The 2017 merger between Aberdeen and Standard Life formed an investment giant with $643.3bn in global AUM.
Hendry said that ASI now has a wider breadth of products: private markets, such as private equity and real estate; Asia-Pacific and emerging markets long-only equities; and quant, which includes smart beta products.
This year, ASI intends to roll out fixed maturity products and additionally, seven Ucits funds, mainly Europe-focused, have been registered for sale in Hong Kong.
Yet in Asia-Pacific, the firm manages only $23.2bn from Asian investors, which is split evenly between institutional and wholesale/retail.
Hendry admitted $23bn is not much considering Aberdeen has had a strong brand in the region for decades. To scale up, the firm plans to aggressively go after the Japan and Australian markets, particularly the institutional investor base.
“No one has been getting billions out of China the last couple years, but we do see it in Australia and Japan with regular consistency,” he said, adding that ASI has made several hires in Japan and Australia the past six months on both the investment and sales side.
In Hong Kong, the firm last month hired Asian equities specialist Ben Sheehan from HSBC GAM. Hendry intends to add more staff in Asia and is keen on hiring product specialists who represent the portfolio manager at client meetings, which frees up time for the manager to run the fund.
He admits finding people in Asia is difficult. “A lot of firms are coming into the region but there is only a finite set of people with ten years of experience. Seasoned veterans aren’t readily available in Asia.”
Fees and regs
Hendry said structural changes that began in Europe around 2009 are starting to reach Asia. For example, fee pressure is rising.
“Three years ago you would have a normal fee conversation. Now distributors want more percent and the more advanced ones are protecting future revenues by putting these active advisory models in a wrap.”
Mutual funds and distributors charge a percentage for a wrap, when previously the fee was split between both sides.
For example, for an emerging markets fund that charges 150bp, the distributor says there is no need to share revenues anymore, “I just need your cheapest share class. So 150bp can drop to 40bp overnight. That creates fee pressure”, he said.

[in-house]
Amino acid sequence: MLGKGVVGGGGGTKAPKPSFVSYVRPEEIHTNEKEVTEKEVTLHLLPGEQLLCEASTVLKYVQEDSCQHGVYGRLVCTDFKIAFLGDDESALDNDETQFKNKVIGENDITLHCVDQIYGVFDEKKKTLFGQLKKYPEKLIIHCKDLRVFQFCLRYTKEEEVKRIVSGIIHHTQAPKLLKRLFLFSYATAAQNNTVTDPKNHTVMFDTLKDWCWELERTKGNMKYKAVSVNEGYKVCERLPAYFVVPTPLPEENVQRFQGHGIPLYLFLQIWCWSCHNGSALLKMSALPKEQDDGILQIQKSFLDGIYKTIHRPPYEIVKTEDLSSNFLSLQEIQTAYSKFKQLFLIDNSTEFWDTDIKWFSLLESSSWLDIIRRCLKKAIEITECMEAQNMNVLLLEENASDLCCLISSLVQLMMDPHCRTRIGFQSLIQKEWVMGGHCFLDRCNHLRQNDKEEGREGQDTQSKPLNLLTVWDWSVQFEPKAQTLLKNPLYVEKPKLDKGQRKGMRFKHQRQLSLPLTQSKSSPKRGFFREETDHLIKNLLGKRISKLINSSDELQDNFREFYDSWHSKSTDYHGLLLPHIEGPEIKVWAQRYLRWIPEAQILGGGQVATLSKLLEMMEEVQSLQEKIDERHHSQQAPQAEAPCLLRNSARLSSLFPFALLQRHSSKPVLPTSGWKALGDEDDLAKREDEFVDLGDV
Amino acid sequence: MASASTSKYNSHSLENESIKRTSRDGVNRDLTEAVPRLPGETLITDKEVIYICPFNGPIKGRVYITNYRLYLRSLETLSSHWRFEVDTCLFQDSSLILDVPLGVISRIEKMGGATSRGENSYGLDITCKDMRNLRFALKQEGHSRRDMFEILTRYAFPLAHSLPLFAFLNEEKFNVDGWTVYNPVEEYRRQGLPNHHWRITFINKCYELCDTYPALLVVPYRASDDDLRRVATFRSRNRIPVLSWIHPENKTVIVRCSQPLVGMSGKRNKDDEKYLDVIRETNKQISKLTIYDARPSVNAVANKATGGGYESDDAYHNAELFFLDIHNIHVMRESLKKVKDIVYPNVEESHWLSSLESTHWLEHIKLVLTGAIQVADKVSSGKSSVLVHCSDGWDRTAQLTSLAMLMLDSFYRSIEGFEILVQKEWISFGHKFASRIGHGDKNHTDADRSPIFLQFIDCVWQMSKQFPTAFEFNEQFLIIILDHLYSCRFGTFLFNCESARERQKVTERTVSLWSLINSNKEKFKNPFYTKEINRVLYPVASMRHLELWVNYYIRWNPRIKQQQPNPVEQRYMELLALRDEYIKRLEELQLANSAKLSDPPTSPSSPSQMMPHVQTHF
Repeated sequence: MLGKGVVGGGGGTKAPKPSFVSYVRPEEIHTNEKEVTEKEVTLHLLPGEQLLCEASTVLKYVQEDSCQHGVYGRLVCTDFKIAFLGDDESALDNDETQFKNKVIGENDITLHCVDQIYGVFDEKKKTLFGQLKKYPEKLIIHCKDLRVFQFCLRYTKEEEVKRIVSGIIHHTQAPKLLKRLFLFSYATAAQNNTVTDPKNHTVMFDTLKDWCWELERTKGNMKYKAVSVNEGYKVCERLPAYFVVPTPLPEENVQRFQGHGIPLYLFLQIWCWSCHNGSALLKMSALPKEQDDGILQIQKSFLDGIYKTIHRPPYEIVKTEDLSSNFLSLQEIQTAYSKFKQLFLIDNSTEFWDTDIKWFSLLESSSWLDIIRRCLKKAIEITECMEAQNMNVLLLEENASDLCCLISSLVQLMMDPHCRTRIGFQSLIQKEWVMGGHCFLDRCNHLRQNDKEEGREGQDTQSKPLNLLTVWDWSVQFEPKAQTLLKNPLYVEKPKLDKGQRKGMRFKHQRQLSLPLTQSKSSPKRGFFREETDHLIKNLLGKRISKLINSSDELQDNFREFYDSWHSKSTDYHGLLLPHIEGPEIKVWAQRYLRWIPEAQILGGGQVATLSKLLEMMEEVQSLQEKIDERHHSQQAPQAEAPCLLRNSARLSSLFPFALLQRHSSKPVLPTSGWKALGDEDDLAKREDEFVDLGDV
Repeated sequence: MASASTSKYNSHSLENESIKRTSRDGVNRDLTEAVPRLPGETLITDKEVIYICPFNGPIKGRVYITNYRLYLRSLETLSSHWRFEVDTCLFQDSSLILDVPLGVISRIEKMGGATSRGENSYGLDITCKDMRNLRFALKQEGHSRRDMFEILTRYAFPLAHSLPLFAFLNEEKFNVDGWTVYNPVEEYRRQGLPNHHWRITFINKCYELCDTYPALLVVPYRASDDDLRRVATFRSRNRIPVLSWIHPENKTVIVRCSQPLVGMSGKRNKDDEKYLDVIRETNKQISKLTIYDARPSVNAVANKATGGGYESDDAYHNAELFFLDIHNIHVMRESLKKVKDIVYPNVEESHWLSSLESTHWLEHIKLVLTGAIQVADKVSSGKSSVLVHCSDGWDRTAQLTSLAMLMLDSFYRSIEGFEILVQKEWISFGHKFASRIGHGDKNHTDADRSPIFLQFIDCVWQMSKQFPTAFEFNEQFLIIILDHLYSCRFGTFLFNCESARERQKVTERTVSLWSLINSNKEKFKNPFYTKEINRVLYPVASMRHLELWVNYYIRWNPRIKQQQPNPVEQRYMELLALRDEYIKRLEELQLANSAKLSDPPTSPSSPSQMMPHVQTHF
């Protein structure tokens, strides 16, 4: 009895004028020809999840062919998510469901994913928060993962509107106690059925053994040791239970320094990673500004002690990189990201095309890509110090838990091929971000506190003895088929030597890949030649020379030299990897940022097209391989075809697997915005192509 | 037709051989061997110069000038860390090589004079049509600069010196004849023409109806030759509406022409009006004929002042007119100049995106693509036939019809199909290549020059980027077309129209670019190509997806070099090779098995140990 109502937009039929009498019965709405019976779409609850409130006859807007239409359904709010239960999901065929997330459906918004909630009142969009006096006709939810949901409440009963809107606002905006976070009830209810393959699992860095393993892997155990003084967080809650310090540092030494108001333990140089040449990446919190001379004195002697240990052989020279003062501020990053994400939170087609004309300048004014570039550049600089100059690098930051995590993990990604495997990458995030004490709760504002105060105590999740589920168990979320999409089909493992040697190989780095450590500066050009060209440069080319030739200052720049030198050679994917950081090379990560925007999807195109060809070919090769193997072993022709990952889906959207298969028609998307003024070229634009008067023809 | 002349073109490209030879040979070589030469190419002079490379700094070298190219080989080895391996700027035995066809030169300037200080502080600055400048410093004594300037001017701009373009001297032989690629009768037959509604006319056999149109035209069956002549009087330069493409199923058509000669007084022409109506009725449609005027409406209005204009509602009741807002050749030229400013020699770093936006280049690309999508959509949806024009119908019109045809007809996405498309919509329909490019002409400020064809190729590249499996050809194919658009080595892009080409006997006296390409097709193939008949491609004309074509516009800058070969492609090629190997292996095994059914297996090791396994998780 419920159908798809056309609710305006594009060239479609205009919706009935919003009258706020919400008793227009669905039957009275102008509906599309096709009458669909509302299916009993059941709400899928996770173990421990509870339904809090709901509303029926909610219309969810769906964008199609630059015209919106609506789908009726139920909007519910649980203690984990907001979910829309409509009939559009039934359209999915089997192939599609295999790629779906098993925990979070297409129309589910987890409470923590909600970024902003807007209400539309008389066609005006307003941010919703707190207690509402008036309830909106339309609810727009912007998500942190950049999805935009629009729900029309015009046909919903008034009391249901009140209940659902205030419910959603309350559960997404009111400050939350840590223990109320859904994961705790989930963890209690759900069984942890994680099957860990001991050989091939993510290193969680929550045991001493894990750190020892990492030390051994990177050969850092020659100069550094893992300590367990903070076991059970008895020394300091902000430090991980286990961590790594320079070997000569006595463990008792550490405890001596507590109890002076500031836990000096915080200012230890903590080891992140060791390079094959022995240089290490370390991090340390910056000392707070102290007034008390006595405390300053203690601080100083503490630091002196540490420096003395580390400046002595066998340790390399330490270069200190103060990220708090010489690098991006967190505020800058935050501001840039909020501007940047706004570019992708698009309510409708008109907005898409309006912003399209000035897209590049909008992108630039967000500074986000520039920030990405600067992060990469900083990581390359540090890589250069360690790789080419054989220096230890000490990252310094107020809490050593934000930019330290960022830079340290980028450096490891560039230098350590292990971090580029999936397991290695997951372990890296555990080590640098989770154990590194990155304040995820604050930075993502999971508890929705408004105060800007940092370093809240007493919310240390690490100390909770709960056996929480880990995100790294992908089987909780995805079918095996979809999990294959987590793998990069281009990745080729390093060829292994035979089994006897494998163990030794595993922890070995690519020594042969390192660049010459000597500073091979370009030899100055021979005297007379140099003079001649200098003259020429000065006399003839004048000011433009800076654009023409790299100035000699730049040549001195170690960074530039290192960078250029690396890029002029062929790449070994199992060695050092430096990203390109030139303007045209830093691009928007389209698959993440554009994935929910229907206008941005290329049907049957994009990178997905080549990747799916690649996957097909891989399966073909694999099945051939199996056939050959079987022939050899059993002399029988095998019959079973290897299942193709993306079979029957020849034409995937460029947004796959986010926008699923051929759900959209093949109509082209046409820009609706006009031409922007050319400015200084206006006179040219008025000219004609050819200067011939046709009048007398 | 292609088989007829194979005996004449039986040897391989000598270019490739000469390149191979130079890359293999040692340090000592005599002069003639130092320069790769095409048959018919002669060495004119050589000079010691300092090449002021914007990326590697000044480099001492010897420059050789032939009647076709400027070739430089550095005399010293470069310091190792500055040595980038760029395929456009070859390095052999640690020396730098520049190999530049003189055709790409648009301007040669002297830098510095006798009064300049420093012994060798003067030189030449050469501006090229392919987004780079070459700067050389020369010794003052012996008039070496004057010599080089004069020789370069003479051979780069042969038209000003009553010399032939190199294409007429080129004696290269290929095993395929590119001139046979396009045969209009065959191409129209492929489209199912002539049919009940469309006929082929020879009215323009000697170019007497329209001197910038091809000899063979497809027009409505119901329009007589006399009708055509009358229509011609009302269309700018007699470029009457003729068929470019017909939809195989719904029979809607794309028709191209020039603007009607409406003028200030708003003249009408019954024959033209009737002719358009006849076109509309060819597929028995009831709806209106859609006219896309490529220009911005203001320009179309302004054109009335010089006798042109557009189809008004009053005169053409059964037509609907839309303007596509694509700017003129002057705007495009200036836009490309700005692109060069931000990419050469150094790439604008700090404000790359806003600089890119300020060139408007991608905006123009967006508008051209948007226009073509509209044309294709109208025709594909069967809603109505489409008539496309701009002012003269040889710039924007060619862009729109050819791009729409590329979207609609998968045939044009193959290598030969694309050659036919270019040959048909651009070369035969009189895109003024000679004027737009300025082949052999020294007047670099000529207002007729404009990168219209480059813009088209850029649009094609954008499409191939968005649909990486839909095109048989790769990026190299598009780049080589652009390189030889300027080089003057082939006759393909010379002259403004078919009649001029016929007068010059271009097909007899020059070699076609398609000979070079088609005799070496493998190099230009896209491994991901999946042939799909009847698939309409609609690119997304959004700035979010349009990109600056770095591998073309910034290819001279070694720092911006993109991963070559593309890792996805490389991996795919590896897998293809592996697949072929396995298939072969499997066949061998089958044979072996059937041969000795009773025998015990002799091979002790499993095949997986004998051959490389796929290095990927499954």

Institutional mandates are becoming large and complex, with added requirements of advisory work. “In return for a $750m investment, you don’t use the normal fee card anymore.”
Regulatory changes are also bubbling up. In Hong Kong, he mentioned “product suitability” for private bank clients, which asset managers are working to define. Suitability is hard to measure for more complex products like those with a private market or ESG focus. “Risks of liability have increased. Consequences can be very severe for a firm.”
While regulation and fee pressure in Asia are not as comprehensive as they are is in Europe, “these winds are just coming to the Eastern shores”.
Outside of Singapore and Hong Kong, ASI has launched products in Thailand through a local office and also has an India joint venture. In Taiwan, the firm has a local team and has launched a multi-asset fund with private markets assets in the portfolio.
In China, the firm set up a wholly foreign-owned enterprise (Wfoe) structure in Shanghai and debuted an onshore fund after obtaining a private fund management licence.
The Shanghai office has 20 people working in distribution, operations, legal compliance and investment management, he said.
For mainland distribution, the firm solicits brokerages and security houses for investment, but there are no partnerships.
“We’re a small player and our onshore fund is small, with around $20m in assets. We’re not a brand name in China and have no captive distribution, so it’s hard going. But the long-term strategy behind it is to understand the market and the Wfoe is set up so that we don’t come late to the game.”
Hendry said he doesn’t plan to move fast in China. “We are driven by what is permissible by [mainland regulator] the CSRC, and if we are allowed to [take further steps] we will.”
The firm’s China strategy also involves inbound capital. ASI’s $2.3bn China A-share equity fund, managed out of Hong Kong, is the fourth largest in the China equity category of 110 funds and among the top five performers over three years, according to FE.
Hendry said large inflows have come from pension funds in Latin American, a region that generally doesn’t invest much in China.
“We want to be one of the top managers for foreign money investing in the mainland,” he said.